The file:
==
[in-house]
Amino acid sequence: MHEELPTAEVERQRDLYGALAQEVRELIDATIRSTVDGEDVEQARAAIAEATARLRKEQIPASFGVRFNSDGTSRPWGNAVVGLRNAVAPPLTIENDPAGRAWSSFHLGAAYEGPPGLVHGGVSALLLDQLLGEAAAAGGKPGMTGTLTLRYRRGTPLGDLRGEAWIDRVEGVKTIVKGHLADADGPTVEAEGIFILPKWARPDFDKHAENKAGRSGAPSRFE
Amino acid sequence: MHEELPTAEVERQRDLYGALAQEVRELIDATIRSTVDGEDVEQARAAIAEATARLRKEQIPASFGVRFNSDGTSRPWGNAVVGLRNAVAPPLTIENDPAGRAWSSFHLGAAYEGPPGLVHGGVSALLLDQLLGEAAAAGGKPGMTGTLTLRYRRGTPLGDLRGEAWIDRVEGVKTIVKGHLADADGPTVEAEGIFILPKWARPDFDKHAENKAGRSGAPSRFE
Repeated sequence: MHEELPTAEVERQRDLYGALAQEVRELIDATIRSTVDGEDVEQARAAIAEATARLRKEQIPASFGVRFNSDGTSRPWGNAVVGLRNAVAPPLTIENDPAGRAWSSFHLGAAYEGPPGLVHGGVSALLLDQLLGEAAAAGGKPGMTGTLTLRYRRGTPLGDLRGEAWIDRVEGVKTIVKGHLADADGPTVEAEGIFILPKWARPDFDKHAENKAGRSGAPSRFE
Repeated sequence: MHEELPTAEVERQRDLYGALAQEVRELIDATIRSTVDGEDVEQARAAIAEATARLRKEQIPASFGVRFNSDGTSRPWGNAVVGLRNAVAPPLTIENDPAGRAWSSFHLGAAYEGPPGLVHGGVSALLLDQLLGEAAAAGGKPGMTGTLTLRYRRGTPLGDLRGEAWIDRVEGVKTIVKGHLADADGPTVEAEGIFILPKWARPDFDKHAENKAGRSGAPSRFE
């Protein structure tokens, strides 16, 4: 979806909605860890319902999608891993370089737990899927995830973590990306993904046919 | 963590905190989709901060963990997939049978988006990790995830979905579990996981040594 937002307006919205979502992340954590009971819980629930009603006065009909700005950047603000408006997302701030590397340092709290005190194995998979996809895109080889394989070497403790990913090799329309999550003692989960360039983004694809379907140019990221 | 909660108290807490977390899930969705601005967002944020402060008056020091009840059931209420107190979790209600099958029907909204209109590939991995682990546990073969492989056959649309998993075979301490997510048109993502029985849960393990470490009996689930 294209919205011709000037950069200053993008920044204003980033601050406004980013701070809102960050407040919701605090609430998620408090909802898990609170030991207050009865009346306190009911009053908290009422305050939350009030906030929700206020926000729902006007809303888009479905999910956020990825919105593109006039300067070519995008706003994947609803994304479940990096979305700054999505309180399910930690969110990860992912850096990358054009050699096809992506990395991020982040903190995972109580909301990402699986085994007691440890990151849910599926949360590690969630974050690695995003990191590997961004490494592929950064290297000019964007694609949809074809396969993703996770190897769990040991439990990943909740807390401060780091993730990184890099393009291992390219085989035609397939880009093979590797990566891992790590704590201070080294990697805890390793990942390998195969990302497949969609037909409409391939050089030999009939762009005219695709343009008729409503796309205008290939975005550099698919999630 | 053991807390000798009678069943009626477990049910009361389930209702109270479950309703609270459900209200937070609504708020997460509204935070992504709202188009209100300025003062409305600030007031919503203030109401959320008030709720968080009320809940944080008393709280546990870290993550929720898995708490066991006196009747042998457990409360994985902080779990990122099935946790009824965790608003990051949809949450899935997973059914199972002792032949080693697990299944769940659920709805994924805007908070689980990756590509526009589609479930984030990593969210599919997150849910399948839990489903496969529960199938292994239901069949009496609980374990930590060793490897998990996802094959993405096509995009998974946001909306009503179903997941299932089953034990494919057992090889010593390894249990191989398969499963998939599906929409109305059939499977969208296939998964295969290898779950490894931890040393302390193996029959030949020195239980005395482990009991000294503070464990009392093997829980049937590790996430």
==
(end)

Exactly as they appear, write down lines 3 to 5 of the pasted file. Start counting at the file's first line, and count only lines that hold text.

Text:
Amino acid sequence: MHEELPTAEVERQRDLYGALAQEVRELIDATIRSTVDGEDVEQARAAIAEATARLRKEQIPASFGVRFNSDGTSRPWGNAVVGLRNAVAPPLTIENDPAGRAWSSFHLGAAYEGPPGLVHGGVSALLLDQLLGEAAAAGGKPGMTGTLTLRYRRGTPLGDLRGEAWIDRVEGVKTIVKGHLADADGPTVEAEGIFILPKWARPDFDKHAENKAGRSGAPSRFE
Repeated sequence: MHEELPTAEVERQRDLYGALAQEVRELIDATIRSTVDGEDVEQARAAIAEATARLRKEQIPASFGVRFNSDGTSRPWGNAVVGLRNAVAPPLTIENDPAGRAWSSFHLGAAYEGPPGLVHGGVSALLLDQLLGEAAAAGGKPGMTGTLTLRYRRGTPLGDLRGEAWIDRVEGVKTIVKGHLADADGPTVEAEGIFILPKWARPDFDKHAENKAGRSGAPSRFE
Repeated sequence: MHEELPTAEVERQRDLYGALAQEVRELIDATIRSTVDGEDVEQARAAIAEATARLRKEQIPASFGVRFNSDGTSRPWGNAVVGLRNAVAPPLTIENDPAGRAWSSFHLGAAYEGPPGLVHGGVSALLLDQLLGEAAAAGGKPGMTGTLTLRYRRGTPLGDLRGEAWIDRVEGVKTIVKGHLADADGPTVEAEGIFILPKWARPDFDKHAENKAGRSGAPSRFE